Deen Dayal Upadhyaya Antyodaya Yojana (DAY) is a government scheme that aims to elevate urban and rural impoverished people via skill development and increased possibilities for sustainable livelihood. One of the goals of ‘Make in India’ is skill development, which contributes to the country’s socio-economic development. This scheme helps to achieve the goal of ‘Make in India.’ The Indian government has allocated Rs.500 crore for this initiative. This scheme is a combination of –
- National Mission for Urban Livelihoods (NULM)
- National Mission for Rural Livelihoods (NRLM)
The Deen Dayal Antyodaya Yojana – National Urban Livelihoods Mission (DAY-NULM) is a programme designed to alleviate poverty and vulnerability among urban poor households. This scheme was initiated by the Ministry of Housing and Urban Poverty Alleviation (HUPA). This programme provides the urban poor with options for lucrative self-employment and skilled wage jobs.
The employment of the urban poor will result in long-term improvements in their livelihoods and the establishment of strong grassroots institutions of the poor. This programme also attempts to provide shelters with basic services to the city’s homeless. It also tackles the livelihood concerns of urban street vendors by providing access to institutional loans, acceptable venues, market access skills, and social security.
DAY-NULM believes that the impoverished have a natural drive to rise beyond their circumstances. They have a strong entrepreneurial drive. The issue is to enable the disadvantaged to develop meaningful and sustainable livelihoods. DAY-NULM aspires to inspire the urban poor to develop institutions that will be equipped with the necessary capacity to manage the external environment, expand their skills, and gain access to finance, assets, and businesses.
DAY-NULM seeks to assist the poor from the national to the local level in order for them to manage their own institutions. Any livelihood development initiative can only be scaled up in a timely manner if it is led by the poor and their institutions. A strong institutional structure like this helps the disadvantaged build human, financial, social, and other assets.
Strong institutional structures allow them to get access to rights, opportunities, entitlements, and services from both the public and commercial sectors, enhancing their unity, voice, and bargaining strength.
DAY-NULM is made up of many components that provide various forms of assistance to the urban poor. The various components are as follows:
Institutional Development and Social Mobilization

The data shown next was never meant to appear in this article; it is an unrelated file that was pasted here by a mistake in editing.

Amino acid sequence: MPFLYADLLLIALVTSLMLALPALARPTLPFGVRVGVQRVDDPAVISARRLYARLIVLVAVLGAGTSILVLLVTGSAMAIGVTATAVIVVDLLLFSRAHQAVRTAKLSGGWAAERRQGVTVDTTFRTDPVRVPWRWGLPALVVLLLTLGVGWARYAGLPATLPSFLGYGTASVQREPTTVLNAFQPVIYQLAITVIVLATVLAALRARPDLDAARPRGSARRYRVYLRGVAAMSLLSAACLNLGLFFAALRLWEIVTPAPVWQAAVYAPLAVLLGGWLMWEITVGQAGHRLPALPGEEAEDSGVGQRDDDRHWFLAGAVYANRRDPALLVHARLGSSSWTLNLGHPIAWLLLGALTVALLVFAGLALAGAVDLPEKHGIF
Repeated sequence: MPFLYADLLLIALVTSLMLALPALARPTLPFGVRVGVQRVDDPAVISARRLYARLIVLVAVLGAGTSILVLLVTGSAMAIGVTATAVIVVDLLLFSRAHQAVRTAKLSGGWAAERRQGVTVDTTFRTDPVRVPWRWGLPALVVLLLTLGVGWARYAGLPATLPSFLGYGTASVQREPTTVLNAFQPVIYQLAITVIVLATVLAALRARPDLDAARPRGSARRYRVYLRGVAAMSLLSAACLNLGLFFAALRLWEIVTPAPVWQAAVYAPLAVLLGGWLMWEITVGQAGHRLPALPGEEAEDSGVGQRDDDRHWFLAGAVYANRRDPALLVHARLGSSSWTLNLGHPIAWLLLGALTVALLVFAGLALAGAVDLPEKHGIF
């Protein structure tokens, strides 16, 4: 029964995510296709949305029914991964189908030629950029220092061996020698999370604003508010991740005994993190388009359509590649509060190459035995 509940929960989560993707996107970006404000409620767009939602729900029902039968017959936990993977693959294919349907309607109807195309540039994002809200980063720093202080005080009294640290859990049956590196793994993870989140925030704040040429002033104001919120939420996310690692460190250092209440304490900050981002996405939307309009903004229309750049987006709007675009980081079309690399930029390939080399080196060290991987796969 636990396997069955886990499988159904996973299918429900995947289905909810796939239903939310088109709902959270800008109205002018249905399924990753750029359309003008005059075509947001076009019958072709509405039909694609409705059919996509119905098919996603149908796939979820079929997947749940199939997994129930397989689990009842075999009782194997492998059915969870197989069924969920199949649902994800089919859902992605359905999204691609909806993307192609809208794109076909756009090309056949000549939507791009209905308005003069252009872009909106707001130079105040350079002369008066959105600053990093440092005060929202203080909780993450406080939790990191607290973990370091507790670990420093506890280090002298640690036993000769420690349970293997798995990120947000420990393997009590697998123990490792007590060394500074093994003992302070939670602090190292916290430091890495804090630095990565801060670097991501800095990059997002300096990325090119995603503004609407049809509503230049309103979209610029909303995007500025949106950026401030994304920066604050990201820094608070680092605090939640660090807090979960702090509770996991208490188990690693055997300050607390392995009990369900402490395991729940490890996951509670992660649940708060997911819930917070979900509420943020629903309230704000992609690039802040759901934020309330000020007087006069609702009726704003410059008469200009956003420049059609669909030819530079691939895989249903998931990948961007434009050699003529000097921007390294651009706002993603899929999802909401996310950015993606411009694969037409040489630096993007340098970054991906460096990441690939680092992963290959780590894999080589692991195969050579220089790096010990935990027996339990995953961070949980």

DAY-NULM envisions urban poor social mobilisation through Self-Help Groups (SHGs) and its federations. These organisations help the disadvantaged satisfy their financial and social requirements by acting as a support system. DAY-NULM places a special emphasis on mobilising vulnerable urban populations such as SCs, STs, minorities, people with disabilities, beggars, domestic workers, rag pickers, and so on. A maximum of Rs.10,000 can be spent on one SHG for its formation, member training, bank linkage, and other relevant activities.
Employment through Skill Development and Placement
Employment through Skills Training and Placement trains the urban poor in skills that are in high demand in the market, allowing them to start their own businesses or find stable salaried work. There is no minimum or maximum educational qualification required for beneficiaries to be selected under this component. The cost per beneficiary cannot exceed Rs.15,000.
For North-Eastern and the Special Category States, the cost per recipient cannot exceed Rs.18,000. Accreditation and certification are tied to skill training. Training is preferably provided through a Public-Commercial-Partnership (PPP) model that involves reputable institutes such as ITIs, NITs, Polytechnics, engineering colleges, management institutes, and other reputable entities in the government, private, and civil society sectors.
Assistance to Urban Street Vendors
This component intends to give skills to street vendors while also assisting in the growth of micro-enterprises and loans. It also includes provisions for assisting disadvantaged groups like women, SC/STs, and minorities with access to social security. This component will get up to 5% of the total DAY-NULM budget. Street vendors will be assisted in gaining access to basic financial services and social security benefits accessible through various government programmes.
Poor urban street vendors can also get skill training through the ‘Employment through Skills Training and Placement’ component. They can apply for assistance in the creation of micro-enterprises through the ‘Self-Employment Programme.’
Under DAY-NULM, states and UTs are expected to send Monthly Progress Reports or Quarterly Progress Reports in prescribed formats on targets and achievements. The states or UTs will set up a monitoring system to track the progress of the various components of DAY-NULM. Third-party evaluation, social audits, impact evaluation studies, and other monitoring activities will be carried out. For effective implementation, operationalisation, and monitoring, the Mission Directorate at the Ministry of Housing and Urban Affairs will release a set of specific operational instructions for each component and sub-component of DAY-NULM.